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December 11, 2010
ADDASTOUR - Kawar Signs "Threads of Identity" and Shows Her Bias to Society and Heritage
Mrs Layla Sharaf has described the book Threads of Identity as a humanitarian and artistic piece of work on civilization, which aspires to preserve the national memory of a people. In the speech she delivered during a book signing ceremony under her patronage in the evening of the day before yesterday at the Orthodox Club in Amman, Senator Sharaf said that the writer of the book, Widad Kawar, was one of the leading figures in Palestinian and Jordanian work on culture and civilization. This is clearly evident through her heritage journey that extends beyond half a century of time.
Mrs Sharaf affirmed that such a concerted work as the one Mrs Kawar has carried out no longer qualifies as only a work of culture and art, but acquires a political dimension also through the researcher's travels in a large number of countries over a period of more than 20 years to present her national project to the West in the form of this beautiful heritage.
She pointed out that within its pages, the book carries many messages that have an artistic, cultural, political, and civilization dimension, by underscoring the role of Palestinian women and the stories of their lives and the life of their homeland.
On her part, the researcher Widad Kawar said in an exclusive interview with Al-Dustur on the sidelines of the signing ceremony that she spent over two years working on this book. She wanted it to be published in English in an attempt to address the West and present a picture of the life of Palestinian Arabs before the Nakbah, in order to refute the Zionist story which alleges that there was a vacuum in the culture and civilization of Palestine before it was occupied. She affirmed that the book tells the real stories of Palestinian women from various regions of Palestine. The women narrated these stories themselves about the Nakbah, their exile, and their lives. She described her book as representing "the work of the soul for the soul," thus making use of embroidery terminology to describe the women and their costumes.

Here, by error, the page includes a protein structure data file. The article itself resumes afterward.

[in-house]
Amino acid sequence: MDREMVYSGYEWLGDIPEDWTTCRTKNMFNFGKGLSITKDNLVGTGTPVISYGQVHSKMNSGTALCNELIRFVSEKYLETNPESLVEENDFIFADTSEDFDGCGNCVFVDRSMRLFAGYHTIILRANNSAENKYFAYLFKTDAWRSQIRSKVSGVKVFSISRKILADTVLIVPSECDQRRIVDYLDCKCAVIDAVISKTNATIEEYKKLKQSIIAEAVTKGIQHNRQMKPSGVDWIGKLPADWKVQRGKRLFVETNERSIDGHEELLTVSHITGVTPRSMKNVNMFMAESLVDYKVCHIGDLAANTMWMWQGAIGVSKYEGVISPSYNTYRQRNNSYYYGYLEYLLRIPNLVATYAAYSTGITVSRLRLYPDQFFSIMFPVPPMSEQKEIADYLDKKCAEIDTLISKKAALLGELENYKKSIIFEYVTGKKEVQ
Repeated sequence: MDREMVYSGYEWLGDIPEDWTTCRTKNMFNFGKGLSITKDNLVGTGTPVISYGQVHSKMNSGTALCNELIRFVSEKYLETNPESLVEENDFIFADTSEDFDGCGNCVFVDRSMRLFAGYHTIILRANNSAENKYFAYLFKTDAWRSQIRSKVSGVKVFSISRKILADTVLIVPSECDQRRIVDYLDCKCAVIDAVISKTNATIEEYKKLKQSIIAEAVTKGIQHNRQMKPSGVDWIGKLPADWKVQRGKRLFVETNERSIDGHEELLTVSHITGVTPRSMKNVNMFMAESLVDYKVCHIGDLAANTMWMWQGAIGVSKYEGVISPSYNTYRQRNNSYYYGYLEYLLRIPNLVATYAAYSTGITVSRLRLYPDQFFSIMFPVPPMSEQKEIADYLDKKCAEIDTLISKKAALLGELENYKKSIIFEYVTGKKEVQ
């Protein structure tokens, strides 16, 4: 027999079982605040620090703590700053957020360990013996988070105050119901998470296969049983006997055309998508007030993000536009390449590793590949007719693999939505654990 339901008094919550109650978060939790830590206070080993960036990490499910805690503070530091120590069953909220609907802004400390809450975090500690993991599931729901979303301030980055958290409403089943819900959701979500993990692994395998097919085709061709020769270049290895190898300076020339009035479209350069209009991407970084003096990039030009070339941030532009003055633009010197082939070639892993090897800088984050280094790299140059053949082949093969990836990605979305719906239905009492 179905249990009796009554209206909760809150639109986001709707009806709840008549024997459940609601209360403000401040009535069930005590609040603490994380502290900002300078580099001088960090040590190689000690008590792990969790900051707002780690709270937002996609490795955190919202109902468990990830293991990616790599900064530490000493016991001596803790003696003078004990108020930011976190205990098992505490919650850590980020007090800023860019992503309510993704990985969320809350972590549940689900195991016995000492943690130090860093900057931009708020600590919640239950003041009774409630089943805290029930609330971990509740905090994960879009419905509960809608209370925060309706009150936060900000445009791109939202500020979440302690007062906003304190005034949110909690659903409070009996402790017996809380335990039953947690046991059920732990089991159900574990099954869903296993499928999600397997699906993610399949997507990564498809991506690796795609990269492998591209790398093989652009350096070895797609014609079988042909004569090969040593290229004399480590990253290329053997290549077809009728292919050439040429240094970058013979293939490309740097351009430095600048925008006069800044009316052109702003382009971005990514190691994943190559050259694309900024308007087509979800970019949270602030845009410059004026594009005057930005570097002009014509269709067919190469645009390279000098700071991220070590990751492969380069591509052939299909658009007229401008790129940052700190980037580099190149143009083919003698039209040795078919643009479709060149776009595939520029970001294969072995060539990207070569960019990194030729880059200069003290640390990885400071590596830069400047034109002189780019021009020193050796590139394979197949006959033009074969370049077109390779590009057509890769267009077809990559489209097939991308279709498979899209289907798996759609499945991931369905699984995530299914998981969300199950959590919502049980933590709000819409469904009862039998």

In the speech she delivered during the ceremony, Kawar added that the book no longer talks about the story of the costumes, but goes beyond to become stories of women and homeland. She noted that her interest in documenting the robes of the Palestinian villages prompted her to pay attention also to the costumes produced in the cities and the social life of the people who wear them, as well as picking up an interest in Jordanian costumes, which along with others like them are exposed to the danger of extinction due to the changes in social life.
On her part, the founder of Rimal Publications in Cyprus, Nora Shawwa, who published the book, said in an interview with Al-Dustur that a large team of specialists worked to accomplish this book, which is a document directed primarily at the western reader. The house has received many orders from the United States and European countries for the book, which is considered the first of its kind in this field. Shawwa added that the positive reaction to the publication of the book, Threads of Identity, confirms that the question of Palestine is still at the top of the list of priorities of people in the Arab countries and elsewhere.
To conclude the ceremony, the Palestinian singer Rim Banna, who came especially from Nazareth for the ceremony, sang some of her songs consisting of subject matter that befitted the subject matter of the book itself.
The ceremony, which was delayed for one whole hour, was very well attended by many people who are interested in the heritage, including a large group of the women whose stories the book narrates. They attended the ceremony wearing their traditional costumes.
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